3 of 3 people found the following review helpful
on 18 January 2011
There are some 200 page books which outstay their welcome. Equally, there are many works which, in spite of their length, you do not wish to end. Newfoundland is such a novel. It's hard to describe but I would compare it to Under Milkwood - the lives of the inhabitants of a Welsh seaside town - and Tolstoy - where the ordinary events of family life are described with such accuracy that new depths and truths are revealed. The book may be epic in proportion but it is not in anyway sprawling. Storylines are followed to logical conclusions. While for me there is the occasional fault - I don't want to read the word "render" again for a while and the descriptions of the re-building process take up too much space at times, what stands out and leaves a lasting impression are the author's original and wonderful qualities. The prose is realistic: stark, but infused with such a beauty that there are moments of sheer poetry on practically every page. Dialogue is superb - always realistic, never a false note. Above all is a deep, psychological insight into how families, relationships work, how we say things on the surface but think other things we can't express. I haven't read more honest depictions of infidelity, domestic violence, of what motivates people to act in the way they do in a provincial setting. If all that sounds depressing, it isn't. It's a beautiful, uplifting book that should be much better known. Buy it!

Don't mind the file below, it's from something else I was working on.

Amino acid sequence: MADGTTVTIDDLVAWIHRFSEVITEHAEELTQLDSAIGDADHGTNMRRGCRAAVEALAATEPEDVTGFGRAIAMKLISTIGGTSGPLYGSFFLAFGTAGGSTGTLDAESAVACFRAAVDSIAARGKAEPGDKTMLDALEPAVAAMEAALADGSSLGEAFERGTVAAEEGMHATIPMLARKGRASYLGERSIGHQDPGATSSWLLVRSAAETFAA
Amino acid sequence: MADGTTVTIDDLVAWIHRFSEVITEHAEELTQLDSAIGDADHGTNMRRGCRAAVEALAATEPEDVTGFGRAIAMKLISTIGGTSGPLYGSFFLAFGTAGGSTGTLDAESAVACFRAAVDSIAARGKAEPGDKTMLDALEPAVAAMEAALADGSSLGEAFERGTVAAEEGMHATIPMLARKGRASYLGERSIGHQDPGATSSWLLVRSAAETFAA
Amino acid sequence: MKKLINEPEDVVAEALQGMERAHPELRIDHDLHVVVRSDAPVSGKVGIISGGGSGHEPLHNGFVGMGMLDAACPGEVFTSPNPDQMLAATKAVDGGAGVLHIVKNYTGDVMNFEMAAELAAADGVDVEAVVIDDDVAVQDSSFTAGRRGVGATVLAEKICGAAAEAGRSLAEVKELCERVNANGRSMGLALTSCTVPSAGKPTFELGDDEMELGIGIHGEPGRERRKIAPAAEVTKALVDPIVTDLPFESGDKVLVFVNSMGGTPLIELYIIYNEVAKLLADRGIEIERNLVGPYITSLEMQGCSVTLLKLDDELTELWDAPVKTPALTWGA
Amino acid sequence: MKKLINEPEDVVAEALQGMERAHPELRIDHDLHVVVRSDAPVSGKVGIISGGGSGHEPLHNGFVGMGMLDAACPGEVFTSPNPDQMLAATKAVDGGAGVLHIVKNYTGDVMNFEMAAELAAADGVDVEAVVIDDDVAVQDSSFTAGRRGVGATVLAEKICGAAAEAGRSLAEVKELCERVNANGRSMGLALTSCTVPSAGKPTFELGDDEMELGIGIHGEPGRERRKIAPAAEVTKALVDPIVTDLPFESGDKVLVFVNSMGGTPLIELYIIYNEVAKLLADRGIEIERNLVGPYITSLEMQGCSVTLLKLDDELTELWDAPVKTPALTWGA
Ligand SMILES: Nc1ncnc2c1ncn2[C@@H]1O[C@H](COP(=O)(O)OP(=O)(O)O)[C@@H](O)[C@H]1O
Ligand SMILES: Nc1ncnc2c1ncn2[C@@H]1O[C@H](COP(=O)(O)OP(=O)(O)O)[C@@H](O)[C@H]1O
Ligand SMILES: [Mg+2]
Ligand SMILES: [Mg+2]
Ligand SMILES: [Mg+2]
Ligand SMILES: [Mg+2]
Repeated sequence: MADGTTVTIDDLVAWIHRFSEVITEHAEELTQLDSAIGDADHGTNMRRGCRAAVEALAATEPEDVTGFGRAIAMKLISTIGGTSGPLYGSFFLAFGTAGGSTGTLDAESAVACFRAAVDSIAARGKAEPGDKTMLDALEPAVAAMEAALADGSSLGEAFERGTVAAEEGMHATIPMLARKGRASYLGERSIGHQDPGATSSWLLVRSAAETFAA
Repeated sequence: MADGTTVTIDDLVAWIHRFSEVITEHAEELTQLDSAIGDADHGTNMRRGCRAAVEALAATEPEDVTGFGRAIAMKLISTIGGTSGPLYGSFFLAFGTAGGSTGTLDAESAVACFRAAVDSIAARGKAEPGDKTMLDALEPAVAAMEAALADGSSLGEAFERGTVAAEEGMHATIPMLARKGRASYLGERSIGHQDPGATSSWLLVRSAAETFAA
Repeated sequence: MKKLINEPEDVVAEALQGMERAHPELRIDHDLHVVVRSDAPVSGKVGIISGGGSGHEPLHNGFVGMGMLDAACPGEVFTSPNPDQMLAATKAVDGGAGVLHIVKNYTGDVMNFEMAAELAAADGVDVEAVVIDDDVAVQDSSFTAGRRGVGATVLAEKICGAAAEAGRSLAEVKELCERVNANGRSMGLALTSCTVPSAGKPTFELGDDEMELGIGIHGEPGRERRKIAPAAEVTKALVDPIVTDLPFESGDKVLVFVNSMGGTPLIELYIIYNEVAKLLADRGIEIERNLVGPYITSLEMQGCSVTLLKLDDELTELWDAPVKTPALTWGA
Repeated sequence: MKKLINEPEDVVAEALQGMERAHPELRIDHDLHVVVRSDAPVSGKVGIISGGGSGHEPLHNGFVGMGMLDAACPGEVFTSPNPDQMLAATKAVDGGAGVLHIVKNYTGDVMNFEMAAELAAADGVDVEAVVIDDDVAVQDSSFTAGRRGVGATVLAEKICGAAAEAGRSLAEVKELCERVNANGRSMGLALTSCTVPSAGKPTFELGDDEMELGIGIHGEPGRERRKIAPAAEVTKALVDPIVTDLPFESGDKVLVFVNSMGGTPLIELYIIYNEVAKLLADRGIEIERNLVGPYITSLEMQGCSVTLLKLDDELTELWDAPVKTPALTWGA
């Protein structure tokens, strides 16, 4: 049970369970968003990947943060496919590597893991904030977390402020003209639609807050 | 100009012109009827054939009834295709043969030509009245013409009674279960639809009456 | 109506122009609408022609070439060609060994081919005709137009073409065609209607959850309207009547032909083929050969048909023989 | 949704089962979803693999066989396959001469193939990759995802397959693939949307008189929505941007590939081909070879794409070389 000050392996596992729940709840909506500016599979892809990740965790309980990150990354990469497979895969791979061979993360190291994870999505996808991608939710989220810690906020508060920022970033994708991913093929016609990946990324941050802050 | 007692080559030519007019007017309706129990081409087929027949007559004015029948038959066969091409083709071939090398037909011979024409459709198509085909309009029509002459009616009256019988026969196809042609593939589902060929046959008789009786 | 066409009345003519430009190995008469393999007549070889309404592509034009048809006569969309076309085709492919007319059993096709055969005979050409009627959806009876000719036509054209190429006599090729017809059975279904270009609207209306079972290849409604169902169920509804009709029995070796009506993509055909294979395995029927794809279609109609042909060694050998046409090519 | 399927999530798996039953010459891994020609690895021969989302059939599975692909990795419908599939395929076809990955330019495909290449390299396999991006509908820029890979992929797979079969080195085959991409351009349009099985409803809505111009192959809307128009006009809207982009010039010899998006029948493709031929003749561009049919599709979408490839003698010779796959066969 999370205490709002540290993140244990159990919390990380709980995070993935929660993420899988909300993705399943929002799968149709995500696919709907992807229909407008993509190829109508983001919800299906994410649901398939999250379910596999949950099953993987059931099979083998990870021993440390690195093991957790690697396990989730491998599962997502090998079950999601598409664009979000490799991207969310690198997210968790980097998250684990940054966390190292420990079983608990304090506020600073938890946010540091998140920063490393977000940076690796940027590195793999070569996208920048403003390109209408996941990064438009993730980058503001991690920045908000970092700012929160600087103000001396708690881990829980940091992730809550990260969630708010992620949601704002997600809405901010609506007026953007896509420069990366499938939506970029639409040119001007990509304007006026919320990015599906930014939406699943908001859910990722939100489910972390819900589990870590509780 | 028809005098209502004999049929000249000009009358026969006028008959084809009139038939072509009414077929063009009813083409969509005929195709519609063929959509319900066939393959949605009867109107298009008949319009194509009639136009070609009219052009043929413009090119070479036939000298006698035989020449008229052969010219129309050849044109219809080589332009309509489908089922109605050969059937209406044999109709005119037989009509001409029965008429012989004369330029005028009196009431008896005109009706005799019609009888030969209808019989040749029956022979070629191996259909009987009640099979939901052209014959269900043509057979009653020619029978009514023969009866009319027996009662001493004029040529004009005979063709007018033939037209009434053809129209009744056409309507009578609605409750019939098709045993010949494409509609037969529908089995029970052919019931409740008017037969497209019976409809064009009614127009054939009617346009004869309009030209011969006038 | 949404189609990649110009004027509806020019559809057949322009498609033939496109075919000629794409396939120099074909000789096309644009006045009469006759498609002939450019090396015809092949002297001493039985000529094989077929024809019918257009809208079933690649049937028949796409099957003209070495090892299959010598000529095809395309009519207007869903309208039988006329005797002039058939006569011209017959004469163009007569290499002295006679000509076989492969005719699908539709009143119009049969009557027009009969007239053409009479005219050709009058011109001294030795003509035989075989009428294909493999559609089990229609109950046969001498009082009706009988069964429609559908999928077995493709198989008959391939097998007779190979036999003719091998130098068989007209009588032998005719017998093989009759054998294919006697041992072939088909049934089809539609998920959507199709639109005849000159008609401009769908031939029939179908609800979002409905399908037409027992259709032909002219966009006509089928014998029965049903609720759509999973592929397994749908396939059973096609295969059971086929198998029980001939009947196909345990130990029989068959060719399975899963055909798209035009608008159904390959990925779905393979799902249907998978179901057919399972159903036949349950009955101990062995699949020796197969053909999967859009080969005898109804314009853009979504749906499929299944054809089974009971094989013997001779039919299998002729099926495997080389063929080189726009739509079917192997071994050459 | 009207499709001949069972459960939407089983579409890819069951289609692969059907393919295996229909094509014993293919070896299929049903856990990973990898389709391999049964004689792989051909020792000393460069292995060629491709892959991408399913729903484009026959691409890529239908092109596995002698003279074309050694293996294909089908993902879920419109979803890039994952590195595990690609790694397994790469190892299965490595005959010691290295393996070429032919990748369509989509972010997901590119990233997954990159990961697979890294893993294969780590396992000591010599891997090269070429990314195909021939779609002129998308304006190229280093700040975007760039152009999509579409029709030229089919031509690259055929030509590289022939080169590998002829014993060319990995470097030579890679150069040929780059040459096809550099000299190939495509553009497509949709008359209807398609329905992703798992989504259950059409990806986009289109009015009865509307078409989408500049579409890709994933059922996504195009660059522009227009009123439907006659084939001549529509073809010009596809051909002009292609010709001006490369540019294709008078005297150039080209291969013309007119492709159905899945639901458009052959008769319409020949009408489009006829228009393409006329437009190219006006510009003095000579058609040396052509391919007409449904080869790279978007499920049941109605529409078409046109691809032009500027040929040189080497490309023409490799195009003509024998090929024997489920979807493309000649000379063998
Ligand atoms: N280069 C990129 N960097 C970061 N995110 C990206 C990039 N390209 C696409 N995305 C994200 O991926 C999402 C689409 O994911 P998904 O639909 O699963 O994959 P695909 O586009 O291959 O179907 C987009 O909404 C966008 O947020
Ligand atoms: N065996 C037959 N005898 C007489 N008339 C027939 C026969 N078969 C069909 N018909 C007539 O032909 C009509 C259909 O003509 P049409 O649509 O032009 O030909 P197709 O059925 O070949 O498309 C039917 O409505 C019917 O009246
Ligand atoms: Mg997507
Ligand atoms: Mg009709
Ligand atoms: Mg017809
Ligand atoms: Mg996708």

1 of 1 people found the following review helpful
on 10 April 2014
This book is a masterpiece. I know it is brilliant because I bought copies for all my friends and none of them liked it. At this point I must declare a bias. I read Ms Ray's book A Certain Age and adored its prose poem style. Newfoundland speaks with a unique voice that many (my friends) may find overwhelming. But the beauty of the language, the Dylan Thomas like use of rhythm, the character led tonal brilliance is enough to make a thousand dense pages enough to change your opinion of what a novel can be and what it can achieve. Magnificent.